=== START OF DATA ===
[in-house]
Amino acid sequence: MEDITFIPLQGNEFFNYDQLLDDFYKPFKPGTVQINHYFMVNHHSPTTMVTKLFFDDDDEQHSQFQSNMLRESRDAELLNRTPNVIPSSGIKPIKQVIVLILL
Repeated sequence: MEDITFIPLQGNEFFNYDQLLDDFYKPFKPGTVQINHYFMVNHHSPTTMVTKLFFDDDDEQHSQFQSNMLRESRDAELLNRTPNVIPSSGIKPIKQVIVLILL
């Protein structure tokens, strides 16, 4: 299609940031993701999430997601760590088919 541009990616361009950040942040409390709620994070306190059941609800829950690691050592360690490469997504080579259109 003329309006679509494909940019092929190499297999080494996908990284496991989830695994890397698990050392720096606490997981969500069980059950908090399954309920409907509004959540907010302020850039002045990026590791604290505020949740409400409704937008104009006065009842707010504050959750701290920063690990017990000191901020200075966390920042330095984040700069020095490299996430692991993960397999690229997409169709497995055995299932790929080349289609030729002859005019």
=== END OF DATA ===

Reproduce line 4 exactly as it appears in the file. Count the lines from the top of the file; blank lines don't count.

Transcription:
């Protein structure tokens, strides 16, 4: 299609940031993701999430997601760590088919 541009990616361009950040942040409390709620994070306190059941609800829950690691050592360690490469997504080579259109 003329309006679509494909940019092929190499297999080494996908990284496991989830695994890397698990050392720096606490997981969500069980059950908090399954309920409907509004959540907010302020850039002045990026590791604290505020949740409400409704937008104009006065009842707010504050959750701290920063690990017990000191901020200075966390920042330095984040700069020095490299996430692991993960397999690229997409169709497995055995299932790929080349289609030729002859005019």